I suggest learning to do this by ear before employing a tuning device.


I think the trouble is when you start out you don't know what the 'sweet spot' is, I myself still can't seem to tune a tom very well, instead relying on moongel to cover my inefficiencies.


Junior Member
First, tuning escapes a lot of drummers because of problems with the drum itself. Dings in the edges, out of round, bent hoops, damaged collars in the heads, etc....does not take much of any of this to add complexity to the process. Assuming all is good with the drum, I can offer some pointers.

#1 - The notion that a drum has one pitch that will make it come alive is difficult to swallow. I agree they all have ranges, but that is a factor of the composition of the drum, harwdare, and head. If there was only one magic spot in a wood instrument, you would never be able to tune a guitar. Each type of drum will have a range where it breathes and will choke above that or loose it's tone below that.

#2 - I was fortunate to have spent a lot of time early on with some really good drum tuners. The primary skill to learn in tuning (IMHO) is recognizing that point when the head is just getting it's lowest tone at each lug. It it actually something you FEEL when you tap it with the tip of your finger more than it is listening to a sound. The head just starts getting enough tension to hold firm when you tap it and a clear tone is present versus a thump. Using a star type pattern you can quickly set the drum to this feel...and the drum will be amazingly even when you tap it with a stick. It will also be at it's lowest fundamental in it's range. It's pretty simple to raise the pitch from there and keep it all even.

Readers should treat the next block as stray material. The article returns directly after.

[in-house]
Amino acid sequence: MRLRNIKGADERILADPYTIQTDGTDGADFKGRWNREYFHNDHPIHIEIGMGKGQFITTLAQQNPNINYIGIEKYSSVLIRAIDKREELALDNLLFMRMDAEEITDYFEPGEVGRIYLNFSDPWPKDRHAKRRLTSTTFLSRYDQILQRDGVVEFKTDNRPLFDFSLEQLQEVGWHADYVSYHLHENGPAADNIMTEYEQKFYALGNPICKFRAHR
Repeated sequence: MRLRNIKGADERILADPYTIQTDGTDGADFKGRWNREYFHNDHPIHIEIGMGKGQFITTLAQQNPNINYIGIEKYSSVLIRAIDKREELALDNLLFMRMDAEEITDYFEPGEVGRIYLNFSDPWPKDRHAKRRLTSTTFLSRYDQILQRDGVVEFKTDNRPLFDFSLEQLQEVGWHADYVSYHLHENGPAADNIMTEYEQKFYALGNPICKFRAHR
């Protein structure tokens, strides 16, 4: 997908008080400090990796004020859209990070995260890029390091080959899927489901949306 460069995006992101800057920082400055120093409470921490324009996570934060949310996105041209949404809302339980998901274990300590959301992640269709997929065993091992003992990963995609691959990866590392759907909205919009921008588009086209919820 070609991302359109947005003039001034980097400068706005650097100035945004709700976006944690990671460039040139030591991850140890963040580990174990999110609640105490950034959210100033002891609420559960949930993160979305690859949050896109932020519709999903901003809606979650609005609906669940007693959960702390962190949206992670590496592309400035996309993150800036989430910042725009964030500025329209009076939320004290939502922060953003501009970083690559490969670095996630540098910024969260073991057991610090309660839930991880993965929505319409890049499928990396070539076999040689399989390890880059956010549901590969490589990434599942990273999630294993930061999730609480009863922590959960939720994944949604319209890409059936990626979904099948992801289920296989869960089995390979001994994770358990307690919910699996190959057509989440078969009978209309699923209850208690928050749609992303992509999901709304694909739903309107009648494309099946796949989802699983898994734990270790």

#3 - New Heads - Another anomaly in tuning is the adjustments that happen to the head as it seats itself and loosens in the collar. All heads take time to really seat on the drum and stay where you tune them. Remo takes a little more time than others, but they sound great. The way you can tell if a head has become seated is to find that lowest fundamental tension and then press down on the head with the heel of your hand. If the tension is lowered below the fundamental, the head is still adjusting in it's collar.

What I find is that drummers have varying strategies for tuning and never really get enough experience with one to learn the nuances with it. I am not a fan of the tension tuners as they ignore problems with the drum or head as I listed above. Many drums have things you have to adjust for when tuning...the head may all read the same tension, but it will not be in tune.
Tuning to a note is OK if you know one you prefer in the tuning range of the drum...you still have to know how to get the drum head in tune first before giong to the note you want.



Silver Member
Timbre notes are far too low on most drums (unless they have more mass and have a higher fundamental pitch). Find intervals that sound good and maintain those intervals between all the drums (minor 3rd, 4th, etc.).